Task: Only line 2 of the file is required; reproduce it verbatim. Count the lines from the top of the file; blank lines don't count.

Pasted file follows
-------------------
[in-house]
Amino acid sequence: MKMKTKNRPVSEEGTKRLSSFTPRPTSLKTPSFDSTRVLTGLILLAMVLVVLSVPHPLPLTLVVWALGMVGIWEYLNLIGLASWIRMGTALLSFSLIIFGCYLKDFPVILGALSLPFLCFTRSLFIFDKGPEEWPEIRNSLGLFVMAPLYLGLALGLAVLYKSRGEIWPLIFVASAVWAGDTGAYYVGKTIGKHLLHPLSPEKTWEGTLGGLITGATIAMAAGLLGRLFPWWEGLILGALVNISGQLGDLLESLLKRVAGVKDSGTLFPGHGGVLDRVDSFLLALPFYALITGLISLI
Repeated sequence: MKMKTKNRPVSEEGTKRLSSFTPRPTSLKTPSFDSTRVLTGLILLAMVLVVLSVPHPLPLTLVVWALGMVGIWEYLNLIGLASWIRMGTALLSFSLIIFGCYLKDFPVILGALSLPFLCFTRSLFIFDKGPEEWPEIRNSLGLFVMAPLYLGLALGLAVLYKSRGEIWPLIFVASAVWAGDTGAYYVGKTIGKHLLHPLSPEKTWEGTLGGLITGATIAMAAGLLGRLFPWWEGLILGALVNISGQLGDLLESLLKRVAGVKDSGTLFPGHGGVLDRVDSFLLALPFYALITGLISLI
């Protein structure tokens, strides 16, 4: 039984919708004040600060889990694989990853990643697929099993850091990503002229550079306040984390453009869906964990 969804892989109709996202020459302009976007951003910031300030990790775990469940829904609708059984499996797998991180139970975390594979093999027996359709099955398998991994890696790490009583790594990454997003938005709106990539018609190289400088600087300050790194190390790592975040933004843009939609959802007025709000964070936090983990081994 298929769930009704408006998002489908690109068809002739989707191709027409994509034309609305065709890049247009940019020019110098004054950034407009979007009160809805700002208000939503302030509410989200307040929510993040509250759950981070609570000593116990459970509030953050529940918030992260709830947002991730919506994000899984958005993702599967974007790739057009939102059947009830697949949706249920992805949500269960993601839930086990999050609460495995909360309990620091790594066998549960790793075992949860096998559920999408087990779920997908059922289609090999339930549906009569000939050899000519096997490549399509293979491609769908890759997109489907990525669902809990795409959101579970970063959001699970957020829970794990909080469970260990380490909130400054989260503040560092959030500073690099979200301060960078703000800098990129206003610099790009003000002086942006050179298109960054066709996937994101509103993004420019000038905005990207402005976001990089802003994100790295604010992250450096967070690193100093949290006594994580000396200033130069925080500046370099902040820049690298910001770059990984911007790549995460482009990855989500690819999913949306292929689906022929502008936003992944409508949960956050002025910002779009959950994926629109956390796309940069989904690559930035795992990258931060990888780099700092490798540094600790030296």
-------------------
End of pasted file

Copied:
Amino acid sequence: MKMKTKNRPVSEEGTKRLSSFTPRPTSLKTPSFDSTRVLTGLILLAMVLVVLSVPHPLPLTLVVWALGMVGIWEYLNLIGLASWIRMGTALLSFSLIIFGCYLKDFPVILGALSLPFLCFTRSLFIFDKGPEEWPEIRNSLGLFVMAPLYLGLALGLAVLYKSRGEIWPLIFVASAVWAGDTGAYYVGKTIGKHLLHPLSPEKTWEGTLGGLITGATIAMAAGLLGRLFPWWEGLILGALVNISGQLGDLLESLLKRVAGVKDSGTLFPGHGGVLDRVDSFLLALPFYALITGLISLI